•  Deforestation

•  Forests are an important carbon sink as they store it as wood, can keep the carbon for centuries and is a valuable product.

•  Trees are a vital element in maintaining soil stability in hilly areas to decrease the danger of landslide. They are an effective windbreak that maintains a more moderate local climate and they play a large part in retaining water as well they maybe a factor in producing rain.

•  Trees are an indispensable habitat for numerous animals and plants (maintains biodiversity)

•  The competitive economic system wastes trees to make throwaway furniture and create advertisements in newspapers and leaflets.

•  Trees have psychological worth; they're a thing of joy and beauty.

•  Shortages of clean water and the exhaustion of ground water

•  One in eight people in the world don't have clean water. There's not enough potable water to satisfy most people needs from natural sources. We now have to depend on desalination plants that require lots of energy that may soon be too expensive to operate.

•  Large broad acre farms use huge amount of water depriving smaller farms of it. In addition, cities at present waste much of their used water that family farms could use if they were nearby to use the wastewater.

•  With electric and oil powered pumps we are draining the aquifers of the planet. In most cases, those aquifers took centuries to fill.

•  Because people assumed that, there's unlimited water in those aquifers population has grown banking on them to last forever.

•  The loss of top soil for agriculture

•  Cities, suburbs, and mining are covering and destroying irreplaceable agricultural soil.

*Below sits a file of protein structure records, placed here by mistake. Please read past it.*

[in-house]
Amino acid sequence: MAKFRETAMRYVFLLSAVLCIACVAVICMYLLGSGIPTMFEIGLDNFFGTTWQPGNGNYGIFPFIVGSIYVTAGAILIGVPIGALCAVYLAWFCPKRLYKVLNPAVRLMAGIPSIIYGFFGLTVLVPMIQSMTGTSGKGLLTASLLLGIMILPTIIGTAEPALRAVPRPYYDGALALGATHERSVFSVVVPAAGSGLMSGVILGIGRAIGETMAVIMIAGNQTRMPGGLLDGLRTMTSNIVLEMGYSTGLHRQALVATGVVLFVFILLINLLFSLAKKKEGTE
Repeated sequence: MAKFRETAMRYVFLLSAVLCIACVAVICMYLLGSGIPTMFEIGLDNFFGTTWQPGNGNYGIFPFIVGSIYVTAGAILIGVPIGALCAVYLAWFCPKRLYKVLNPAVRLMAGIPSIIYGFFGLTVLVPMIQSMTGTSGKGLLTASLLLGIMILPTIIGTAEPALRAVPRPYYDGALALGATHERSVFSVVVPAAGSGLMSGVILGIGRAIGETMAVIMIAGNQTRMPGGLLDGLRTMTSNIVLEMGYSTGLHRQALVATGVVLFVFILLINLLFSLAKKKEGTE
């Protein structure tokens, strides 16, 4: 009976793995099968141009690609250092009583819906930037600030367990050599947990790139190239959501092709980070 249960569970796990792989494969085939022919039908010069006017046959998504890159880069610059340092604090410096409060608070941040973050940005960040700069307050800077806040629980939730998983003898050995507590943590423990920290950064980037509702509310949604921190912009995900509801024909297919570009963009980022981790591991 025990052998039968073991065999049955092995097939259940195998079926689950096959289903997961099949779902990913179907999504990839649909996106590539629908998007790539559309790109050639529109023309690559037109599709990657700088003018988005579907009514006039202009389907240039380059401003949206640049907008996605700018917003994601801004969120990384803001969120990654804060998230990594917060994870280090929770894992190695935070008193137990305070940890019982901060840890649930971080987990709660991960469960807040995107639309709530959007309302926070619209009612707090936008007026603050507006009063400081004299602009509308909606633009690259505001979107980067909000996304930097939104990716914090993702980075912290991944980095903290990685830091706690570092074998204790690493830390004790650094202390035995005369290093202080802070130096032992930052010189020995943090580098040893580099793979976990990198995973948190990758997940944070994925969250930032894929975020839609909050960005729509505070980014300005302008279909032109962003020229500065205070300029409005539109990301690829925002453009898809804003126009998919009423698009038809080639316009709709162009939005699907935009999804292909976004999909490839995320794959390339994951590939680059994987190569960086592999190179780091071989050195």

•  Microorganisms can't thrive on synthetic fertilisers, as they are an important element for a quality soil. Synthetic fertilisers therefore reduce the quality of the soil's texture that decreases its ability to absorb water.

•  Overgrazing tends to produce dustbowls in times of drought. The financial bases of broad acre farming are due to cheap oil and high cost of labour but are wasteful in its use of fertile lands therefore becoming even less economical.

•  We are presently destroying top soils twenty times faster than nature can create it.

•  Peak oil now and peak coal in two to three decades (we are still striving for growth but with less energy?)

•  The year 2006 was the maximum out put of oil while at the same time demand kept going up,which triggered the financial collapse.

•  There's not enough oil left in the ground to fuel a steady state economy let alone a growing one. However, there's enough to do irreparable and severe damage to the planet.

•  Coal at the present rate of increasing extraction will run out in forty years.